Sunday, 22 June 2014

‘Where you won’t find any fancy overheads.’

With apologies to the lady from Best & Less.

For years I have wanted to put up overhead wires on my layouts. When I was a kid I built some out of balsa for my British outline layout. It was a 6’x4’ board and being somewhere around twelve years old it was pretty ordinary. I did make up a jig and solder my own wires from fuse wire. I couldn’t get the bends out of it and the solder joints were far from good. I had intended to save my pocket money and buy a Lima Cl87. As I was twelve with a permanent board, the layout lasted somewhere around six months before it was changed again. The joy of set track meant that the track plan changed often. The balsa overhead masts were disposed of and never thought of again.

With the old layout on the Central Coast, I did begin to make my own stanchions again using old track and paperclips. Finding the right little beads in a craft shop was too much of a challenge and they didn’t fit onto the paperclip. I made four of these to fit under an overall station roof and hammered them into the layout. They were a little short and needed a bit of work. I also considered using the Dapol masts. Model Rail, a UK magazine ran a feature on overhead masts and I did consider ordering some from the UK as they looked about right. Then came Southern Rail to the rescue.

When planning the new layout, I had the knowledge the Southern Rail Models had produced overhead masts. As I sold a few items surplus to requirements at the Epping Model Railway Club’s exhibition on the long weekend I was able to buy some masts for my electric trains to run beneath. I drilled a few holes and presto! The open station approaches were changed forever.

Looking from below the cathedral.

Looking from the goods yard. The line in the foreground leads to the loco depot and will the extension when it is built.
I know there will be some who will ‘Tut tut,’ as I write that I have no intention of installing the wires. Experience when I was twelve taught me that it is too awkward to clean the tracks with the wires in place. I had to rebuild some of the masts that I knocked over. The pantographs will be up and they will past safely under the bits that hold the wires up so the impression will be there.

I’ve spent a bit of time looking at the overhead wires and I think that I have the spacing right. At Hornsby sheds four cars fit between the posts. My station building is build above the platforms and is 60cm wide when including the road and tramway. The wires wouldn’t travel under this at the full height between the carrying wire and the contact wire therefore I would need about two car lengths between the posts and the station building structure.
I was able to buy enough posts for the station and parts of the goods yard. There are a couple of sections where the masts will need to cross four tracks but this will be a task for another day. However, I think the new masts are pretty fancy overheads.

Monday, 16 June 2014


It’s been way too long since the last blogpost. Since January, the street level went on, along with a small flurry of building work on top of it. Buildings were placed and moved, quickly painted, moved and adjusted a little bit more.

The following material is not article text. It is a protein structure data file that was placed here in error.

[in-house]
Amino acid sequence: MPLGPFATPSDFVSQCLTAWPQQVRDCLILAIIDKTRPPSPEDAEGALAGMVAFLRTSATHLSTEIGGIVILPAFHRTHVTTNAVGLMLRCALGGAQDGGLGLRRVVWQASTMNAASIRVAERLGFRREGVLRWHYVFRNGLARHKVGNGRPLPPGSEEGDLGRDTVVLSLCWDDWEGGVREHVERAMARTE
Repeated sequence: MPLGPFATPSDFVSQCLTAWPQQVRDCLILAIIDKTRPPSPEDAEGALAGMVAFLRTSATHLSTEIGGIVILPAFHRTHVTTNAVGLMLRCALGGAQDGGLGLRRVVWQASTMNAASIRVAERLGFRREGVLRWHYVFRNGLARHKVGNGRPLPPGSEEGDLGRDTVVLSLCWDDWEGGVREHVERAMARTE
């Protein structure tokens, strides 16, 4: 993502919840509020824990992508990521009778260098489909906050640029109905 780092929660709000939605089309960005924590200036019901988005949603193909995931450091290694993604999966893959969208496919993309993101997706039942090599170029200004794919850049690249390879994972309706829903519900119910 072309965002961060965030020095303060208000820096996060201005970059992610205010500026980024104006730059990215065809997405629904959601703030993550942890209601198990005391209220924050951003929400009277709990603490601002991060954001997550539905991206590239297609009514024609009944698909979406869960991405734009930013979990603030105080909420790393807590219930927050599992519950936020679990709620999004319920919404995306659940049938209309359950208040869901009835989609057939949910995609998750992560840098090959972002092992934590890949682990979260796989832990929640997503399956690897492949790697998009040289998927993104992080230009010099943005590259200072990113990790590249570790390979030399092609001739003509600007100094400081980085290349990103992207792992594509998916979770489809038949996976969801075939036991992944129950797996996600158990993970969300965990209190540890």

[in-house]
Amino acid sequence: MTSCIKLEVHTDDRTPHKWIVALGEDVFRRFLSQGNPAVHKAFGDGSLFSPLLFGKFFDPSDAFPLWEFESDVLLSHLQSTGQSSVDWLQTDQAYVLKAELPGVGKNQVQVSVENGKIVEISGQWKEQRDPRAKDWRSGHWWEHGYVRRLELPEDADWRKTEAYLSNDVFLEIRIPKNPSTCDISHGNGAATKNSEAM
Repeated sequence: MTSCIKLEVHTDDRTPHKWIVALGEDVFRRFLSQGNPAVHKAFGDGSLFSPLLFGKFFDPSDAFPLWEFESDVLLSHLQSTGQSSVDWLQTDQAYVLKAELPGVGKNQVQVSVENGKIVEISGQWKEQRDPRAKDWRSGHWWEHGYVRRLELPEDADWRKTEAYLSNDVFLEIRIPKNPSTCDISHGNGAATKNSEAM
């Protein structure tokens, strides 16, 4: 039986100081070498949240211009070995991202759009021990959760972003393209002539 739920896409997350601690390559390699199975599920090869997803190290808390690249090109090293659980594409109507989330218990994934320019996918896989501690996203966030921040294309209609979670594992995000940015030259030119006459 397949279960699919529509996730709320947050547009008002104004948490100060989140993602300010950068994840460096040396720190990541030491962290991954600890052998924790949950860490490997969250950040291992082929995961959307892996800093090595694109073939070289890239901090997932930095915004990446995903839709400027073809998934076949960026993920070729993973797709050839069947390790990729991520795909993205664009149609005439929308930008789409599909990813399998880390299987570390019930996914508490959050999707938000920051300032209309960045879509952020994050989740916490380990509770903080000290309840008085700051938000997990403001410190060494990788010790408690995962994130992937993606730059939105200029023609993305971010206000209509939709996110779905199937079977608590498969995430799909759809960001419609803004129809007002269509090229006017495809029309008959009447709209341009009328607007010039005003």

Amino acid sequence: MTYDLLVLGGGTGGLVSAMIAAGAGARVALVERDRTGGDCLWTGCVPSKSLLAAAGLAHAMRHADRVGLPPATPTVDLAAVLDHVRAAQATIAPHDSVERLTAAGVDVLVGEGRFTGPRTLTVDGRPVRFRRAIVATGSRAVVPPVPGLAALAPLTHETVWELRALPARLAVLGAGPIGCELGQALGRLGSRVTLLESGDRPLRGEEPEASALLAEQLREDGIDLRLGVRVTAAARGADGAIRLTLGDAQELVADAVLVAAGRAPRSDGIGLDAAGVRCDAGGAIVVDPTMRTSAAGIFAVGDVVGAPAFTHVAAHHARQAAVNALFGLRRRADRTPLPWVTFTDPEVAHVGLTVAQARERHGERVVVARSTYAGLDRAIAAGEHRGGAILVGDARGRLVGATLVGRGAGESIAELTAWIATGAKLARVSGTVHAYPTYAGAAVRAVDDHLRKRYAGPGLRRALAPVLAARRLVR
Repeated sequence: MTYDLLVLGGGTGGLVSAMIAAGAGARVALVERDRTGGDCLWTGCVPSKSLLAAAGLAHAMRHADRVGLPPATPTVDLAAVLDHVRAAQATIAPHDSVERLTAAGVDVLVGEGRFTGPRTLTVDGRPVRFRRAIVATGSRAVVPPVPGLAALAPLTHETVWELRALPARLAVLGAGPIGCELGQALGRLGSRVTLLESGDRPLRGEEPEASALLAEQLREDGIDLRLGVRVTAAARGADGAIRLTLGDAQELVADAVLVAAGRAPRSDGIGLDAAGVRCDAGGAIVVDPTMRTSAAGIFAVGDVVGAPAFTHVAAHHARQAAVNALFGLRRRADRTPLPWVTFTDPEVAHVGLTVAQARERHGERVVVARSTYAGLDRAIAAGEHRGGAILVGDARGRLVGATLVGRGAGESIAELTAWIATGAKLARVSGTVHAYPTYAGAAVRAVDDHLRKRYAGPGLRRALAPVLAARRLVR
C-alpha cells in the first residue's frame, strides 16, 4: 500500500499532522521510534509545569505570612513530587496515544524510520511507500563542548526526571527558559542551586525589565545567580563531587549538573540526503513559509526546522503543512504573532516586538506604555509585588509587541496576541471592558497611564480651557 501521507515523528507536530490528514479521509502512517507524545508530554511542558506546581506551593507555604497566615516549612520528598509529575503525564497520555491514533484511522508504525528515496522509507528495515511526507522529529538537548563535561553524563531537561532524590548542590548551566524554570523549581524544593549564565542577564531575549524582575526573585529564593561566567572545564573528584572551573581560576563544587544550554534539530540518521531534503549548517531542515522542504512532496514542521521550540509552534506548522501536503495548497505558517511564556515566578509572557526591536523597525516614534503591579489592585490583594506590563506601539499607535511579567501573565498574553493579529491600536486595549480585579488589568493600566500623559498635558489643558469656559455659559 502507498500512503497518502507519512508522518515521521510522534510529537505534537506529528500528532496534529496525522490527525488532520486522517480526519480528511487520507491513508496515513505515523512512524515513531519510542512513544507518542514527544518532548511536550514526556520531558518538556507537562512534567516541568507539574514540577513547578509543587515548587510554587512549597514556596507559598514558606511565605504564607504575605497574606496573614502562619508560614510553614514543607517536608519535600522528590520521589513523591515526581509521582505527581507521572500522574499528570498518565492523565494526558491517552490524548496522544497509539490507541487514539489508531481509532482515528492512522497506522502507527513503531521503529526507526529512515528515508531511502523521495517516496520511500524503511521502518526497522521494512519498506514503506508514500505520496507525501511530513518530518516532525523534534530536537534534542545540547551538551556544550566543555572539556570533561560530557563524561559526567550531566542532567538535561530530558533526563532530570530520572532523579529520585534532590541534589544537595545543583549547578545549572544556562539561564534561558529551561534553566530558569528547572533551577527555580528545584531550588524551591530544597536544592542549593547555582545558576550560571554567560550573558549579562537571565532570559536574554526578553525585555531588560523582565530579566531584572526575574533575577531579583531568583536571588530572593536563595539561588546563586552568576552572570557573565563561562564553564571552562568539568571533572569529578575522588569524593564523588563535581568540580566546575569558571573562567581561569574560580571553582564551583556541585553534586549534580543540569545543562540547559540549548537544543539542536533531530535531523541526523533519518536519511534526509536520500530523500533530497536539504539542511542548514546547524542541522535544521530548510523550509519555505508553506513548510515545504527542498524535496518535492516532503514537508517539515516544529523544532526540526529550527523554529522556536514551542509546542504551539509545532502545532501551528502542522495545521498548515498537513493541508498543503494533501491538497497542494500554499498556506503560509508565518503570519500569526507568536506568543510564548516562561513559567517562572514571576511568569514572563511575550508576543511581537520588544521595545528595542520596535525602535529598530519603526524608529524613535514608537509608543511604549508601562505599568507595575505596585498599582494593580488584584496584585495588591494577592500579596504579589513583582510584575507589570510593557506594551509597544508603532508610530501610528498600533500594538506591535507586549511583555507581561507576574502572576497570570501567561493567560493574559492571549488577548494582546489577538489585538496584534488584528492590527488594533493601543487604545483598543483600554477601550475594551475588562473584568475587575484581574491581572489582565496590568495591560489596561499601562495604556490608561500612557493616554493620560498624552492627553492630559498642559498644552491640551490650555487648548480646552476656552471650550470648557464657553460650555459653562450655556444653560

Looking across the Melbourne end of the station towards the town. The idea is that enough tall buildings will block the view of the staging yard when the operators are sitting down. The wooden wall is hiding the reverse loops. It will be lined with the same stone finish as the platforms as the station would have been built at the same time as the wall. The brick platform was added years later by the railways when it was realised that another platform was needed and bricks were cheaper than local stone.

The southern end of the station. The tracks disappear underneath the town. There will be a town hall next to the cathedral and a square with some shops. I bought the cathedral at the Forrestville Exhibition in 2012 at the bring and buy stand. I couldn't believe that someone would try to sell it. I also wondered who on earth would buy it. Turns out that it would be me. I was looking for a few small buildings to fill a block on my old layout on the Central Coast. I figured that one building would fill the gap nicely. I plan to light it from the inside and put a couple of spotlights on the outside. The carriage sidings will have a three road shed that will disguise the fact that the sidings curve to go under the cathedral.

This is the main station building. It will be built from Walthers Modular bits. It will occupy an area of an A3 sheet of paper. It will be four two storey buildings which will support a double length Peco overall roof. The Hornby platform canopies will be out the front of the main entrance and will house a tram stop. (I bought a cheap second hand one at the Castle Hill Exhibition last year.) The red and white shade shelters will have market stalls and the street will look down to a Walthers Grand Union Station which will be the city's art gallery.

Then things seemed to stop on the building front. After have a few blokes around and having them run the layout for the afternoon, I mentioned at a meeting that I wouldn’t mind setting up an operating night. There were a few who were interested.
The next step was to work out some sort of timetable or schedule for trains to run. There were a whole stack of questions that I had to which I had to find the answers.